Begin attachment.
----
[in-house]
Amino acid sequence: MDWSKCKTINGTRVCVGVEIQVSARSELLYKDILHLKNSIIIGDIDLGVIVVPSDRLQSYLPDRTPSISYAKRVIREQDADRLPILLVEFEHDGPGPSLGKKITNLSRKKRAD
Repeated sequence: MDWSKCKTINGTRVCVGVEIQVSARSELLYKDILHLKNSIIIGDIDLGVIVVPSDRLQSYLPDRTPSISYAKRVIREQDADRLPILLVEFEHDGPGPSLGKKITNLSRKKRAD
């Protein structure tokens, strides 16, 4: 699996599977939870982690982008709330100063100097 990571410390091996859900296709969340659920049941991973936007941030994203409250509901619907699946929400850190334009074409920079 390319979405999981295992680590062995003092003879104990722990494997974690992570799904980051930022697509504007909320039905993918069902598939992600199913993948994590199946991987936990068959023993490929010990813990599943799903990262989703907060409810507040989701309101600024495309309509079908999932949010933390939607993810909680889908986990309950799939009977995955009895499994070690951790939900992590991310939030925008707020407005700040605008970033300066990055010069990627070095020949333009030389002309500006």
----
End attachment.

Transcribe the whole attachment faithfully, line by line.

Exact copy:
[in-house]
Amino acid sequence: MDWSKCKTINGTRVCVGVEIQVSARSELLYKDILHLKNSIIIGDIDLGVIVVPSDRLQSYLPDRTPSISYAKRVIREQDADRLPILLVEFEHDGPGPSLGKKITNLSRKKRAD
Repeated sequence: MDWSKCKTINGTRVCVGVEIQVSARSELLYKDILHLKNSIIIGDIDLGVIVVPSDRLQSYLPDRTPSISYAKRVIREQDADRLPILLVEFEHDGPGPSLGKKITNLSRKKRAD
């Protein structure tokens, strides 16, 4: 699996599977939870982690982008709330100063100097 990571410390091996859900296709969340659920049941991973936007941030994203409250509901619907699946929400850190334009074409920079 390319979405999981295992680590062995003092003879104990722990494997974690992570799904980051930022697509504007909320039905993918069902598939992600199913993948994590199946991987936990068959023993490929010990813990599943799903990262989703907060409810507040989701309101600024495309309509079908999932949010933390939607993810909680889908986990309950799939009977995955009895499994070690951790939900992590991310939030925008707020407005700040605008970033300066990055010069990627070095020949333009030389002309500006």